type of schoolingWhen you simplify – you give your child freedom. You can do your lessons in the morning and leave your afternoons open to explore, to play, to daydream. You’ll give your children time to try new things, time to just be. In this world of rush, rush, rush, it’s a real gift to allow our children that space to just breathe.

So yes, mothers, you are doing enough. You are giving your children a beautiful education, filled with ideas, and heroes, the poetry and lyricism of language, and exploration of the world around them. You’re giving them the freedom to imagine and explore. What could be more important than that?

See Related Articles: Can I Combine My Children in One Program?

For more simplified homeschooling – check out Build Your Library’s full-year curriculum guides – Level 0 – Level 1 – Level 2Level 3Level 4 – Level 5 – Level 6Level 7Level 8Level 9Level 10Level 11Level 12 as well as our wide variety of literature based Unit Studies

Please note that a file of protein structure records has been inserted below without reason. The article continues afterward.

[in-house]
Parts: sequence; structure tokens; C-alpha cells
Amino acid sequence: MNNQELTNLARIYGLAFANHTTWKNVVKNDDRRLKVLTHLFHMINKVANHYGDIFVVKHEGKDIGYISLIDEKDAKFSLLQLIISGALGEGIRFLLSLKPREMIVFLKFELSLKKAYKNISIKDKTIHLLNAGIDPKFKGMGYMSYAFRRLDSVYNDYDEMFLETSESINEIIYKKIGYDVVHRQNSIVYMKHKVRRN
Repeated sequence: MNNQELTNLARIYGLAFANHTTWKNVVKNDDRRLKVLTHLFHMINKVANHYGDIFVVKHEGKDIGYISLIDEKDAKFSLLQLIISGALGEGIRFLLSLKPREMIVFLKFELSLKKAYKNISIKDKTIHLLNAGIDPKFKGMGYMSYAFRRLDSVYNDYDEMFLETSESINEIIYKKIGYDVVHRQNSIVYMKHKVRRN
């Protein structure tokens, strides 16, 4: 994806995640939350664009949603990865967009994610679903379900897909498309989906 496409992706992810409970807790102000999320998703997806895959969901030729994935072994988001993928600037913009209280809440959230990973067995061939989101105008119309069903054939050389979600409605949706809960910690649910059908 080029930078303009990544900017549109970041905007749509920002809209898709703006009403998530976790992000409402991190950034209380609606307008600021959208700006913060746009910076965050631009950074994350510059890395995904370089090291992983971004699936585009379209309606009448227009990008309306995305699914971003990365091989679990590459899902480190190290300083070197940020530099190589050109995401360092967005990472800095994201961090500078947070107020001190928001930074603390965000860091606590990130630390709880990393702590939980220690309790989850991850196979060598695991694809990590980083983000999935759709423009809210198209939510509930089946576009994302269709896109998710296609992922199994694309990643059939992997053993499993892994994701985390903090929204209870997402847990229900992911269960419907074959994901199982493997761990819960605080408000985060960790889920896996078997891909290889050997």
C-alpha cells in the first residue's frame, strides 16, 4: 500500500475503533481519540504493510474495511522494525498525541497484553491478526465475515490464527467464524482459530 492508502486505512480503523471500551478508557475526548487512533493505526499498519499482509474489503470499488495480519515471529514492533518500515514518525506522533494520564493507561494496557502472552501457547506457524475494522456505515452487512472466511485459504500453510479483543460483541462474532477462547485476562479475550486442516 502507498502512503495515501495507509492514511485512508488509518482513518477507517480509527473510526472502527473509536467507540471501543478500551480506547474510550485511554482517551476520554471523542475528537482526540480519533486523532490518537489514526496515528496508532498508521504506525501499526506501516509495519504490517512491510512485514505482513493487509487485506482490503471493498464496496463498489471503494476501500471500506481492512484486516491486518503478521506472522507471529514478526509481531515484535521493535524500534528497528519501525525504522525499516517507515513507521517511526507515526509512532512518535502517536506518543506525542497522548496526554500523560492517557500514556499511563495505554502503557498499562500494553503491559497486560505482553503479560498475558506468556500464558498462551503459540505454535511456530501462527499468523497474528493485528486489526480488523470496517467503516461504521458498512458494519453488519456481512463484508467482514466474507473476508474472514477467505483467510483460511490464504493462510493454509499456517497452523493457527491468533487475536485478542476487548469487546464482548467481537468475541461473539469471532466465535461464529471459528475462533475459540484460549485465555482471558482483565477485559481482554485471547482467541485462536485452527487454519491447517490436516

Emily CookEmily Cook is the author and creator of the secular homeschool curriculum Build Your Library, a literature-based K-12 program infused with the teachings of Charlotte Mason. She writes full year lesson plans as well as shorter topical unit studies. Emily has been homeschooling her four children in Southern NH for 21 years. She is passionate about reading aloud to children of all ages and loves to share her love of literature with others. She and her family also makes incredibly dorky videos about homeschooling, books and more on Youtube at ARRRGH! Schooling. You can follow her on Facebook, Twitter and Pinterest. You can also check out her author page on Amazon.

A Literary Education
Have you seen my new book?

Browse the course work
people are raving about


About Build Your Library

Have you been looking for a literature based homeschool curriculum that is secular? How about a way to incorporate narration, copywork, dictation and memory work into your child’s education? Or art study that ties into history?

Read more